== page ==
ANNA MIKHAILOVA: Ministry of Sound peer tiptoes out of the Lords
Lord of the Dance, James Palumbo, is taking a break from political activities as a life peer to concentrate on his leisure business interests, I can reveal.
The founder of the Ministry of Sound nightclub entered the Lords in 2013 after making substantial contributions to another type of party – the Lib Dems, especially in Southwark, the club’s base for 30 years.
Palumbo’s papa was also made a peer – but after donating to the Tories. Alas, father and son are estranged following a lengthy legal battle that Eton and Oxford-educated Palumbo junior brought against his property developer dad over his trust fund.
The 58-year-old’s leave of absence from the Lords is temporary, he tells me via overly aggressive legal letters.
Lord of the Dance, James Palumbo, is taking a break from political activities as a life peer to concentrate on his leisure business interests, I can reveal
But judging by his record in the Upper Chamber, most people are unlikely to notice he’s gone.
Palumbo last spoke in a debate in December 2017, last voted 41 months ago and has never asked a written question or served on a committee, though he insists he’s been an active member. What, I wonder, are the ‘overly time-consuming’ Covid-affected business interests that stop Lord Palumbo of Southwark carrying out his far-from-onerous work as a peer?
Well, they seem to be complex, offshore and opaque, but he declines to give any clue about what he’ll be focusing on. We know, from when he sued his live-in DJ manager in 1998, that Palumbo owned the Ministry of Sound through a trust called Nimbus.
In the four years to 2020 he declared ‘no registrable interests’, before citing a controlling stake in two dormant and now dissolved companies. Palumbo, however, did not declare his brief directorship of Submin Holdings Limited, which owns the Ministry and Nimbus, and, is in turn controlled by another Jersey trust. He says he had no knowledge of the directorship.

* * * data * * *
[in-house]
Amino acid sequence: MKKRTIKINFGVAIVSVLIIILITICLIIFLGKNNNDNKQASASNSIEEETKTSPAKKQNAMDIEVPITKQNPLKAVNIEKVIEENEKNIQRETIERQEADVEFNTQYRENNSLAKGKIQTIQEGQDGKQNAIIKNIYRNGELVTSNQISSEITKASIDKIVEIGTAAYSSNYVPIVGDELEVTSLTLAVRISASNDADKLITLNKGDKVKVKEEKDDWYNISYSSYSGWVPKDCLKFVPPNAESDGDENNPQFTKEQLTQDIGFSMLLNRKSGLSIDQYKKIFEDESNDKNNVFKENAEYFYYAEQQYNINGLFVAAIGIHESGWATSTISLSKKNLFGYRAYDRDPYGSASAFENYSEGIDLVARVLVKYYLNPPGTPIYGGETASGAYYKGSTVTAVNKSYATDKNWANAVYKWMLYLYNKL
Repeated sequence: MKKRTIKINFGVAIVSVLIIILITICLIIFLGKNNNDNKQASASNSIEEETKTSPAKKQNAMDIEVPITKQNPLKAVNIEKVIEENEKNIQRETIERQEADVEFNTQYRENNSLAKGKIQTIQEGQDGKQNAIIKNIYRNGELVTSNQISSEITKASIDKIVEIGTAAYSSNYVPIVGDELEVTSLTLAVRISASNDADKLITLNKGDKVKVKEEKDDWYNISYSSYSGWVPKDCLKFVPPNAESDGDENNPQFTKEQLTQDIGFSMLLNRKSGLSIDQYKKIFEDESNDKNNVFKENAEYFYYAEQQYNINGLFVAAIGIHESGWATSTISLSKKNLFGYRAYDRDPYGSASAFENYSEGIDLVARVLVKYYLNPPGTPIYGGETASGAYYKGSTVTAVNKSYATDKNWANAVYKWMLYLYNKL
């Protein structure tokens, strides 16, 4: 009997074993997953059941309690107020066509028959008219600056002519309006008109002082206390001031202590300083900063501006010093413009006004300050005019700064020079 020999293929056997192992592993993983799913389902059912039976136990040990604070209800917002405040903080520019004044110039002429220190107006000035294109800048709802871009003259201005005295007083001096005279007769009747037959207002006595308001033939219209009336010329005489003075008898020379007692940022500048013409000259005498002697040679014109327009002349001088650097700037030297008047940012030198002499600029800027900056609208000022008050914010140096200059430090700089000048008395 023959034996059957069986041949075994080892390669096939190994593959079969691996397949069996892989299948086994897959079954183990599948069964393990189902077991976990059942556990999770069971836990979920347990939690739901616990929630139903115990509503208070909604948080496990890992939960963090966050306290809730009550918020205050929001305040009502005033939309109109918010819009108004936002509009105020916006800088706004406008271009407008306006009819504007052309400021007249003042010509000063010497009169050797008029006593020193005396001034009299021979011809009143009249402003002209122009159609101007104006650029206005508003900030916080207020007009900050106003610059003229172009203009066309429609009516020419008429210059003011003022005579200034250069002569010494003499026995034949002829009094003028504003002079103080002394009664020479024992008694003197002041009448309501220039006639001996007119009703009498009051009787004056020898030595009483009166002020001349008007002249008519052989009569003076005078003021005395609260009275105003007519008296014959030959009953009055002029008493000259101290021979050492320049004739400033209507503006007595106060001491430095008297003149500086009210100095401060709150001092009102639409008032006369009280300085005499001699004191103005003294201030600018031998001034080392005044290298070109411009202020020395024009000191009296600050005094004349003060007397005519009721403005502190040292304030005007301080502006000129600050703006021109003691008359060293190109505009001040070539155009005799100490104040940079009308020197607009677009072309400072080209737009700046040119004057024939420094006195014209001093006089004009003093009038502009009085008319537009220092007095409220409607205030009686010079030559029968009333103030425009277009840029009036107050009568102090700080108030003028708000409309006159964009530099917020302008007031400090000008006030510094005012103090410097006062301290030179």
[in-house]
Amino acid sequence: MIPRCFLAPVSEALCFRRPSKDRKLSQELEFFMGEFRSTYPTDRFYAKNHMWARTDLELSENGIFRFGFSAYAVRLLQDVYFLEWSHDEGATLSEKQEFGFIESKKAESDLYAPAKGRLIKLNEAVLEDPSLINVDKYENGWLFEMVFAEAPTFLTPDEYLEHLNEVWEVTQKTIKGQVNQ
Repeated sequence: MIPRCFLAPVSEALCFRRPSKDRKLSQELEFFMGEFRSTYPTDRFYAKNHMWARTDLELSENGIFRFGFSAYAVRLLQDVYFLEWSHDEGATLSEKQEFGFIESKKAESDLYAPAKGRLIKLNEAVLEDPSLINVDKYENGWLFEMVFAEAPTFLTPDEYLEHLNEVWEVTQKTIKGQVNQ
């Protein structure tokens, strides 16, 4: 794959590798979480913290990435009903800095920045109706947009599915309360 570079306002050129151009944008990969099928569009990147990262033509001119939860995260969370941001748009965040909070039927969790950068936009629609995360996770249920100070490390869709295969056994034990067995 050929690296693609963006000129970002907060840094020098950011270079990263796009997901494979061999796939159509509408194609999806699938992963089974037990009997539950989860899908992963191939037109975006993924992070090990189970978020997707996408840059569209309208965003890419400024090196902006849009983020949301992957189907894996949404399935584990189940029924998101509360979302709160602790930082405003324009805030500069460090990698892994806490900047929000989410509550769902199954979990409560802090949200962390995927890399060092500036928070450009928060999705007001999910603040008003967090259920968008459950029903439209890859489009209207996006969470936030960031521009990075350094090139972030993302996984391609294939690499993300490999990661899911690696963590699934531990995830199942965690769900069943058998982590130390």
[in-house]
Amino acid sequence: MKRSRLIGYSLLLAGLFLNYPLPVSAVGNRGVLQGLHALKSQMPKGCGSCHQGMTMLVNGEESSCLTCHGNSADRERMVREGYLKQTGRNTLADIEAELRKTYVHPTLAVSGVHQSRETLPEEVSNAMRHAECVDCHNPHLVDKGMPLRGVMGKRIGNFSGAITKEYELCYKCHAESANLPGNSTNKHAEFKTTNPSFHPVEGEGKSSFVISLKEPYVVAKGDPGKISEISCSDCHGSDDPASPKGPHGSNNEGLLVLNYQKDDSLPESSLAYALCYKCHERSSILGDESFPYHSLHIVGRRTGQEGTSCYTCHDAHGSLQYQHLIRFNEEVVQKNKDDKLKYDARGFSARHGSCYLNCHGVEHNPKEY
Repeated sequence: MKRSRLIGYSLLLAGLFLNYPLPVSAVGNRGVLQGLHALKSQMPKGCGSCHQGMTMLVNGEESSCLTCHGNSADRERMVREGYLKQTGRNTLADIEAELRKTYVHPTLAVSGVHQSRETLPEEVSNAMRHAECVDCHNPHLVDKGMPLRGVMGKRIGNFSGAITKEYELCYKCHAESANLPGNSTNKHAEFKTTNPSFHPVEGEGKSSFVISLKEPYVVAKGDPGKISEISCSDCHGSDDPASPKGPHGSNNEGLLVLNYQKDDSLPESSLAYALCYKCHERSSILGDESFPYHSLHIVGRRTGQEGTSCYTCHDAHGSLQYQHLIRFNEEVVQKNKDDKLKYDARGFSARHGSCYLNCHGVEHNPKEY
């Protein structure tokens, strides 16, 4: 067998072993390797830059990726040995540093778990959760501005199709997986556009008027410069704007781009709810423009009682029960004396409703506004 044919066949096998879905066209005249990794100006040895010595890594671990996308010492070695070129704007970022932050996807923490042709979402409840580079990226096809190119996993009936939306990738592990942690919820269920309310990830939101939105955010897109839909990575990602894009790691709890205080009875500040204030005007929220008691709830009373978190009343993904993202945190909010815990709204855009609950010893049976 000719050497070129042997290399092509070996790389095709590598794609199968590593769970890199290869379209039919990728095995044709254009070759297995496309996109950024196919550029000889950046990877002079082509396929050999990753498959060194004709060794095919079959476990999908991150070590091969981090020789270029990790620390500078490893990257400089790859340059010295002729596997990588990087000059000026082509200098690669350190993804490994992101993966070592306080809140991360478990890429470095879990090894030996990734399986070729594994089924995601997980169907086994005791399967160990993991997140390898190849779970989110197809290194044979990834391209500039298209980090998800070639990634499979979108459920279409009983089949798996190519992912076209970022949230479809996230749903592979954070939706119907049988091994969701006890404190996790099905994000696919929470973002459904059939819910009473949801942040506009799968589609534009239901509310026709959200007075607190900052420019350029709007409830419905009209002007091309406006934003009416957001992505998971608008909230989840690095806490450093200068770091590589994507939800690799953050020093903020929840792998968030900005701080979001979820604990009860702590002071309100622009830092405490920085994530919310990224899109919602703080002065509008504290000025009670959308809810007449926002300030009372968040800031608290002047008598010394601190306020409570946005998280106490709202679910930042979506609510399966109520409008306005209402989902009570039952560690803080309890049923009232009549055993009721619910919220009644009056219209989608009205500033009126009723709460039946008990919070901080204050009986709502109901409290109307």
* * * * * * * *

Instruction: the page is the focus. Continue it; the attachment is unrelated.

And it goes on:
Palumbo joins 34 other peers voluntarily on a leave of absence. Among them is banker Baroness Shriti Vadera, who was ennobled by Labour in 2007 and hasn’t been seen in the Lords since 2011
With calls to reduce the number of lords – there are more than 800 – constantly being rejected, it is no surprise that peers are allowed an open-ended ‘leave of absence’ while retaining their titles, use of Lords’ stationery and dining facilities for up to five guests. So it’s anyone’s guess how long the Lord of the Dance will be spending with his bank balance, and he is no longer bound by transparency rules for declaring which businessmen he’s in bed with.
Palumbo joins 34 other peers voluntarily on a leave of absence. Among them is banker Baroness Shriti Vadera, who was ennobled by Labour in 2007 and hasn’t been seen in the Lords since 2011. Baroness Scotland, another Labour appointee, has been absent for five years.
Tory Lords Hague and Sainsbury have taken leave during the pandemic. Then there’s Greg Barker, the Tory who absented himself to trouser £6 million a year from a Russian energy giant linked to Putin’s friend Oleg Deripaska.
Isn’t it time to end this farce that allows peers to cling to their privileges while too busy for parliamentary work?
Lord Sugar has been too busy to vote even once in the House of Lords since 2017, but found time, at 3.40am, to berate me for reporting his paltry parliamentary record in this column. Saying that being ennobled by Gordon Brown was ‘one of the biggest achievements in my lifetime’, he emailed to threaten to reveal to his ‘5m followers’ on Twitter that I was a ‘vindictive trouble-making non-achieving loser’, adding: ‘My friends call me “Alan”, you can call me “Lord Sugar”.’ Bring it on Al.
A Labour source says Sir Keir Starmer’s conference speech will be ‘very Phil Collins’. No, not the Eighties chart-topper but Tony Blair’s former speechwriter. I still hope Sir Keir struts on stage to ‘I can feel it coming in the air tonight’. Oh Lord.